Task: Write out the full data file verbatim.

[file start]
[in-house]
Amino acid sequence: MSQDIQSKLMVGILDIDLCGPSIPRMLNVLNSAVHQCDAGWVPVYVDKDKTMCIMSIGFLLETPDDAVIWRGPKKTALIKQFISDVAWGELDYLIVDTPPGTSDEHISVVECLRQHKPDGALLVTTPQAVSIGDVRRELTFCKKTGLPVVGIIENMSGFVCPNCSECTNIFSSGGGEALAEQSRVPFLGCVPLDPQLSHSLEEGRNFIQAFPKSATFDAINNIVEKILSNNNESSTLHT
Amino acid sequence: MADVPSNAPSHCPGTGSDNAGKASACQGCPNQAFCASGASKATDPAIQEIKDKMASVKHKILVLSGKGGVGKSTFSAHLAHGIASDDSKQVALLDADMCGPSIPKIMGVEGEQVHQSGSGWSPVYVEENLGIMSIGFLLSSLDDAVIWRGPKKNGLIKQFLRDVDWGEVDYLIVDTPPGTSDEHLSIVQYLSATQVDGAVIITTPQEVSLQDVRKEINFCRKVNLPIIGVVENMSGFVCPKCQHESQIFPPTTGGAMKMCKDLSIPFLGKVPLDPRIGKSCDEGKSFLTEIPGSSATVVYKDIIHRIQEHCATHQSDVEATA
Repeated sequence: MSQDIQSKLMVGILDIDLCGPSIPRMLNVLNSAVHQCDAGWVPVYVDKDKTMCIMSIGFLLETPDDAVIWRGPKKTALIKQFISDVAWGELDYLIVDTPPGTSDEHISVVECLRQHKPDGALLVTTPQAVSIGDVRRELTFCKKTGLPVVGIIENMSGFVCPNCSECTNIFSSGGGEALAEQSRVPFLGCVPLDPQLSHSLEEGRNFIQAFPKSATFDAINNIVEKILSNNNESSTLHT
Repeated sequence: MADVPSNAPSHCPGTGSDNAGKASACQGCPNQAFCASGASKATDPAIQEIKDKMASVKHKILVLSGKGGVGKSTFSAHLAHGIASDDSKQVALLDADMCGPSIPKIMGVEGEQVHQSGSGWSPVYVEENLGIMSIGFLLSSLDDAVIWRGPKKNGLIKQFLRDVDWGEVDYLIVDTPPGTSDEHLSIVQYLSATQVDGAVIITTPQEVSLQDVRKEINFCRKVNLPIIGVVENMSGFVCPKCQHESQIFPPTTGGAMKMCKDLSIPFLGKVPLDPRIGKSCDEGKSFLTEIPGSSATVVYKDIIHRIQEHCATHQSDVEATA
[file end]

[in-house]
Amino acid sequence: MSQDIQSKLMVGILDIDLCGPSIPRMLNVLNSAVHQCDAGWVPVYVDKDKTMCIMSIGFLLETPDDAVIWRGPKKTALIKQFISDVAWGELDYLIVDTPPGTSDEHISVVECLRQHKPDGALLVTTPQAVSIGDVRRELTFCKKTGLPVVGIIENMSGFVCPNCSECTNIFSSGGGEALAEQSRVPFLGCVPLDPQLSHSLEEGRNFIQAFPKSATFDAINNIVEKILSNNNESSTLHT
Amino acid sequence: MADVPSNAPSHCPGTGSDNAGKASACQGCPNQAFCASGASKATDPAIQEIKDKMASVKHKILVLSGKGGVGKSTFSAHLAHGIASDDSKQVALLDADMCGPSIPKIMGVEGEQVHQSGSGWSPVYVEENLGIMSIGFLLSSLDDAVIWRGPKKNGLIKQFLRDVDWGEVDYLIVDTPPGTSDEHLSIVQYLSATQVDGAVIITTPQEVSLQDVRKEINFCRKVNLPIIGVVENMSGFVCPKCQHESQIFPPTTGGAMKMCKDLSIPFLGKVPLDPRIGKSCDEGKSFLTEIPGSSATVVYKDIIHRIQEHCATHQSDVEATA
Repeated sequence: MSQDIQSKLMVGILDIDLCGPSIPRMLNVLNSAVHQCDAGWVPVYVDKDKTMCIMSIGFLLETPDDAVIWRGPKKTALIKQFISDVAWGELDYLIVDTPPGTSDEHISVVECLRQHKPDGALLVTTPQAVSIGDVRRELTFCKKTGLPVVGIIENMSGFVCPNCSECTNIFSSGGGEALAEQSRVPFLGCVPLDPQLSHSLEEGRNFIQAFPKSATFDAINNIVEKILSNNNESSTLHT
Repeated sequence: MADVPSNAPSHCPGTGSDNAGKASACQGCPNQAFCASGASKATDPAIQEIKDKMASVKHKILVLSGKGGVGKSTFSAHLAHGIASDDSKQVALLDADMCGPSIPKIMGVEGEQVHQSGSGWSPVYVEENLGIMSIGFLLSSLDDAVIWRGPKKNGLIKQFLRDVDWGEVDYLIVDTPPGTSDEHLSIVQYLSATQVDGAVIITTPQEVSLQDVRKEINFCRKVNLPIIGVVENMSGFVCPKCQHESQIFPPTTGGAMKMCKDLSIPFLGKVPLDPRIGKSCDEGKSFLTEIPGSSATVVYKDIIHRIQEHCATHQSDVEATA